How can children make sense of this cockamamie 21st century world? Why do airplanes fly, how do cars go, why is the sky blue, where do clouds come from? Is there really a world beyond the comforting boundaries of family, school, park, daycare? How dangerous is this unseen world? Will I ever be able to make sense of it? These are scary questions. No wonder many kids feel at sea. No wonder they withdraw.
An antidote: stories. Stories have structure and in this way they differ radically from the random bombardment of life events. Stories teach that life has meaning. It may not be perfectly visible, but it's there. I—along with the author of this story—will show you. Stories empower. Yes, life can be weird, confusing, even dangerous. But you can triumph—just like this story character did.
Kids get it all the time: be a good girl/boy. Grow up. Act your age. Use your words. Let so-and-so go first. Share. Children may not seem to hear all this, but they do.
To a child, what do all these admonishments turn into? An impossible standard. This is why children often see themselves as delinquent: I'm selfish. I don't share. I don't use my words. I steal (or if I don't, I want to). I throw screaming tantrums. I hit.
No one is naughtier than me.
What to do? We want our children to control their behavior but we don't want to burden them with guilt.
Try telling a story. Virtually every story ever written celebrates humanity. The heroes, at least the interesting ones, have foibles and warts and unattractive qualities. Sometimes more than a few. By reading or telling the stories, we're saying to our charges, we admire these characters and, similarly, we admire you. In fact, we love you. There is nothing you can do that will make us stop loving you. Yes, we want you to use your words, to share, to forgo the tantrums, but never forget how much we love you.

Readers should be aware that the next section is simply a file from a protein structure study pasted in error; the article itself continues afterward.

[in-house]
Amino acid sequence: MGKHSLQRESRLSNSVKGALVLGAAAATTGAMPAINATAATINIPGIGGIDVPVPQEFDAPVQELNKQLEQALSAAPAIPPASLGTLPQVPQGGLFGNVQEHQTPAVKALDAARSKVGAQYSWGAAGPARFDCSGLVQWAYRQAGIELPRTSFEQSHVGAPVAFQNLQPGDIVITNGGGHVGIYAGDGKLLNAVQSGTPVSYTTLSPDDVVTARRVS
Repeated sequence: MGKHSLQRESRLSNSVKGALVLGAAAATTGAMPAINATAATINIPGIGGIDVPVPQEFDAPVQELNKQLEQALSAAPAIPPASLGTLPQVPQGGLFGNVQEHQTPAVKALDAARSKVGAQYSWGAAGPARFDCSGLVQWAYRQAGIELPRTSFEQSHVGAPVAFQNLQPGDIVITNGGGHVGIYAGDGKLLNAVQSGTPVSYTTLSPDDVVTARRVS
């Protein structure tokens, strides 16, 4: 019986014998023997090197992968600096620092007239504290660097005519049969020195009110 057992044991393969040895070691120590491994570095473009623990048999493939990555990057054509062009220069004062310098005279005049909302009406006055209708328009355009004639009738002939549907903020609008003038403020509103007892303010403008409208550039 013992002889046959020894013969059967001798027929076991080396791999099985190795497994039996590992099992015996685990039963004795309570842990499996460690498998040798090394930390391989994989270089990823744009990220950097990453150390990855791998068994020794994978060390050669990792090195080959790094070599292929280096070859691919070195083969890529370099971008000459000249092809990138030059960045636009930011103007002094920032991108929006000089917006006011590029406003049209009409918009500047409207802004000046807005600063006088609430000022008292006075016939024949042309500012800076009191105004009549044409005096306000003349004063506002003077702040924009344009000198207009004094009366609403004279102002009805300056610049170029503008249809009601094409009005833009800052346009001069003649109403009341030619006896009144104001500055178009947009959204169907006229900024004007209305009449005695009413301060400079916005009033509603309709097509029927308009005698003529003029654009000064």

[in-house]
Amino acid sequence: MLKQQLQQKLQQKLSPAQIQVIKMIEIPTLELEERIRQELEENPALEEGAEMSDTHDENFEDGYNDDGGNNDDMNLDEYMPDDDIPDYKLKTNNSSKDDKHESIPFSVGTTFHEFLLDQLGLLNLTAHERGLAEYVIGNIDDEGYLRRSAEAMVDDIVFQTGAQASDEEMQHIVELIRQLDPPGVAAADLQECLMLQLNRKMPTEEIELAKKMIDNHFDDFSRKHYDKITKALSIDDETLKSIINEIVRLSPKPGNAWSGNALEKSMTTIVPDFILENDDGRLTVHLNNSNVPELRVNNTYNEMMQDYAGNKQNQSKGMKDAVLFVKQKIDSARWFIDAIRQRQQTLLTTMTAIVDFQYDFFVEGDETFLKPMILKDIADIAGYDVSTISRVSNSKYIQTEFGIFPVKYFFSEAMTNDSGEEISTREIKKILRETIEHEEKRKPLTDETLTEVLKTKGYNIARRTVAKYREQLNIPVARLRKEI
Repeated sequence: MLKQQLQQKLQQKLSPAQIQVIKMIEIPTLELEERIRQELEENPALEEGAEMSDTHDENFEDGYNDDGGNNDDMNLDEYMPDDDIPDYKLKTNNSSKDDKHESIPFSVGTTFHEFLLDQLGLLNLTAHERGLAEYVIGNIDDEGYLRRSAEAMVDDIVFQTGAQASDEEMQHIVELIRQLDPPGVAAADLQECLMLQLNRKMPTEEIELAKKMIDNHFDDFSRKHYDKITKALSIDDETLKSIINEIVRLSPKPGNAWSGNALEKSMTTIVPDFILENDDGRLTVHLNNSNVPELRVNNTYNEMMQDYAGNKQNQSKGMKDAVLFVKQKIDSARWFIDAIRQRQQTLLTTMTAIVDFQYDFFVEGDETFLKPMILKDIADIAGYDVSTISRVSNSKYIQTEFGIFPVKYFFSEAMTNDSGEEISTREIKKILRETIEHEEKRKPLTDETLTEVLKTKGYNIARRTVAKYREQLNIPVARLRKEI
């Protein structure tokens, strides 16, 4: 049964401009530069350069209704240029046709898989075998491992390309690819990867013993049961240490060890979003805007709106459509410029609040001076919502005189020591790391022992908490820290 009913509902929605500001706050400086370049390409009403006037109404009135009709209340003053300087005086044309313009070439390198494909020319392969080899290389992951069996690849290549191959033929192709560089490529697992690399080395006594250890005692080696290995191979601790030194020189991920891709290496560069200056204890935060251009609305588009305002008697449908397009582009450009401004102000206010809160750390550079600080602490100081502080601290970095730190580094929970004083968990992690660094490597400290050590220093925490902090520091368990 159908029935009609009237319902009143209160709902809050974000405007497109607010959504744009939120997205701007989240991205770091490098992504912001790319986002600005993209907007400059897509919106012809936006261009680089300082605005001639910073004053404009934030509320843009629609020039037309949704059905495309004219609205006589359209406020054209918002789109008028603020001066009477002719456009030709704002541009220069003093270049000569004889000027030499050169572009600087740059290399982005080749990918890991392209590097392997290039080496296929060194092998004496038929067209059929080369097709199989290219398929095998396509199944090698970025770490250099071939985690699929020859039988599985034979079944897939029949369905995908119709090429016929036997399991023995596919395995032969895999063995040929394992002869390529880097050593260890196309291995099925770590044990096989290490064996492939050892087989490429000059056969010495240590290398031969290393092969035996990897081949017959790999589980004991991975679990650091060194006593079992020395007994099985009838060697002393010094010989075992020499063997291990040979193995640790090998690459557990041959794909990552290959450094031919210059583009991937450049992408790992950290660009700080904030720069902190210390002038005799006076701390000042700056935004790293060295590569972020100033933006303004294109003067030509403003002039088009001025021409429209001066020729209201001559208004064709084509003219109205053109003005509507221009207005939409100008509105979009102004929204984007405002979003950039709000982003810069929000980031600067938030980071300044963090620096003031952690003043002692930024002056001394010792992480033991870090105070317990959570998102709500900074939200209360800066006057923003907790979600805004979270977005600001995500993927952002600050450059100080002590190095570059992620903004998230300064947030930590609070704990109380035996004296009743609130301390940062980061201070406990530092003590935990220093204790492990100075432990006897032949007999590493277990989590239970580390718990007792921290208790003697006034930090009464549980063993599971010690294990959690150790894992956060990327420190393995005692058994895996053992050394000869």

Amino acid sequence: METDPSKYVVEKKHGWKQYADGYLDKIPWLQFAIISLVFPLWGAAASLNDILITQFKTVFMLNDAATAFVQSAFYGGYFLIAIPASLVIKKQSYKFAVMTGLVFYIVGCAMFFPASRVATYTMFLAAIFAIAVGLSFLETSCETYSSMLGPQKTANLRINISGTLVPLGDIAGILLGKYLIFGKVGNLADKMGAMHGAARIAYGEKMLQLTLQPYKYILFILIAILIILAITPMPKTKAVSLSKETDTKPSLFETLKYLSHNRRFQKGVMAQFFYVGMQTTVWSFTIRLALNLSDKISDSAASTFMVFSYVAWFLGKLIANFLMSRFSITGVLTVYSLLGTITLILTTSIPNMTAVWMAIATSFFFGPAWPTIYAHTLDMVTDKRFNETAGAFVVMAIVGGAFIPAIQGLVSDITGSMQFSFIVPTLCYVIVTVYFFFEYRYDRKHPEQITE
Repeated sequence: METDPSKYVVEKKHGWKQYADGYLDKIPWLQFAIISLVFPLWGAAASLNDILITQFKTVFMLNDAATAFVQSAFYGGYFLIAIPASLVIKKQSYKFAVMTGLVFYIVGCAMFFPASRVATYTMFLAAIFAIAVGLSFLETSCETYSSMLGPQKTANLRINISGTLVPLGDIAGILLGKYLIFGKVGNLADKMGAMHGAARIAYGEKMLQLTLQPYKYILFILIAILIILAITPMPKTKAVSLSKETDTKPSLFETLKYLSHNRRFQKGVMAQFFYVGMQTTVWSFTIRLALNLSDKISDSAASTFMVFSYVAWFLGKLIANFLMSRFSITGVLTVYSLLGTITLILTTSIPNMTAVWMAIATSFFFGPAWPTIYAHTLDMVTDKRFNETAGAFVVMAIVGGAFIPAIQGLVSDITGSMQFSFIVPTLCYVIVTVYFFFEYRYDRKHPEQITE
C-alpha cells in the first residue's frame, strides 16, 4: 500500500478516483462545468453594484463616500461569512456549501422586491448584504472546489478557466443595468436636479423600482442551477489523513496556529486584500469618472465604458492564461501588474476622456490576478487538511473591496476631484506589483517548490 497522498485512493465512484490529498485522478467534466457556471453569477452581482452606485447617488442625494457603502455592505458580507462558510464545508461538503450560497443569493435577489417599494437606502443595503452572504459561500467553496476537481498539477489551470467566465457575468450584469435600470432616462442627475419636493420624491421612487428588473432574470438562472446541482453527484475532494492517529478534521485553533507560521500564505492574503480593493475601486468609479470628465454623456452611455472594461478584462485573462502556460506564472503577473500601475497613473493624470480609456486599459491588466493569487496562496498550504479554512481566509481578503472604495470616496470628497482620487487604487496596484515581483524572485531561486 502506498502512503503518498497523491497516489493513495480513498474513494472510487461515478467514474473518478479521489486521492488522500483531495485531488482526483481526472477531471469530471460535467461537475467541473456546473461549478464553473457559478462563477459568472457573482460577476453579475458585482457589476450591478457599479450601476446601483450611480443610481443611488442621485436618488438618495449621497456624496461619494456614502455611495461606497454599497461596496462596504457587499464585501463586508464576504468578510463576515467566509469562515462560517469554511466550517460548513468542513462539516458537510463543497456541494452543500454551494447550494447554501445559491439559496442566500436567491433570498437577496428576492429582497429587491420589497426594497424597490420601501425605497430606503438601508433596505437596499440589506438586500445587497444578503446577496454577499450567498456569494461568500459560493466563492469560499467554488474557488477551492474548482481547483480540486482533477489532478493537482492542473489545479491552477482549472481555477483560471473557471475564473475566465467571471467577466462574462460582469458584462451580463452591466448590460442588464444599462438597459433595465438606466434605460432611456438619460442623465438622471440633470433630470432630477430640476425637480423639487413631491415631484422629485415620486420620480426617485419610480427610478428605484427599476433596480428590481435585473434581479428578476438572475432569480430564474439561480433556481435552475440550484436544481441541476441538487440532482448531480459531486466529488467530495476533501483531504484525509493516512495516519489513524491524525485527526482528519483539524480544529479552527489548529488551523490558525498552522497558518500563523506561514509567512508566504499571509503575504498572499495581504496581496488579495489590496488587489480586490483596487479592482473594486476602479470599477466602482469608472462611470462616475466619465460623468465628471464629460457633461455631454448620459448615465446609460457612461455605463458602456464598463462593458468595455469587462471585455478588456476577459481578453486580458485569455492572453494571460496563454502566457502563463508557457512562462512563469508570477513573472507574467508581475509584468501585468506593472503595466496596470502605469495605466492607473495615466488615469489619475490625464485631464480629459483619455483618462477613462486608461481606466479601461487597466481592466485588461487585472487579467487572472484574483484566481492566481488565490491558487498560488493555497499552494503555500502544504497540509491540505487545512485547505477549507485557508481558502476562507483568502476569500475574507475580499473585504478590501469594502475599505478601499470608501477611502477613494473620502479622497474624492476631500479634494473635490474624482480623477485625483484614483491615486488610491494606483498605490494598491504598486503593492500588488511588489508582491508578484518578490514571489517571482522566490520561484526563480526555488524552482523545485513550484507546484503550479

Who isn't afraid? The economy, the crumbling health-care system, global warming, crime, myriad world problems (Israel and Palestine, North Korea, the Ukraine). Yikes.
Read, or tell, your child a story and much of this fear fades into the background. Look, stories teach, these characters have resources—personal powers, loving families, friends. They can enlist the aid of strangers. They can deal with problems. And so can you. They are not helpless, and neither are you. The problems remain (of course they do) but our ability to handle them increases.
There is another fear-reducing aspect of stories: the physical closeness of the story reader/teller. Child can touch you, caress you, hug you. They vividly feel your comforting presence.
[Possibly in a sidebar: this is particularly true of bedtime stories. The room is dark, the teller is physically close, the shadows are far less scary. Lovely. Tell Me A Story In The Dark examines this warmth and love at length.]
Children love their families, their parents, their siblings (often it doesn't seem so, but they do). Their school chums, their daycare playmates, their neighbors, the kids in the park. This love is pure and unconditional. This purity is, arguably, the best thing about kids. Bless them.
But children often confuse love with dependence. Do I love you because you're you, or do I love you because you feed me, give me a place to sleep, take care of me when I'm sick, etc?
Stories teach the difference. There is nothing wrong with depending on people—everybody does. But there is in this life a purer, more selfless love. Love for family, for a parent, for a sweetheart. Love for God comes under this heading. Stories instruct on how this kind of love works.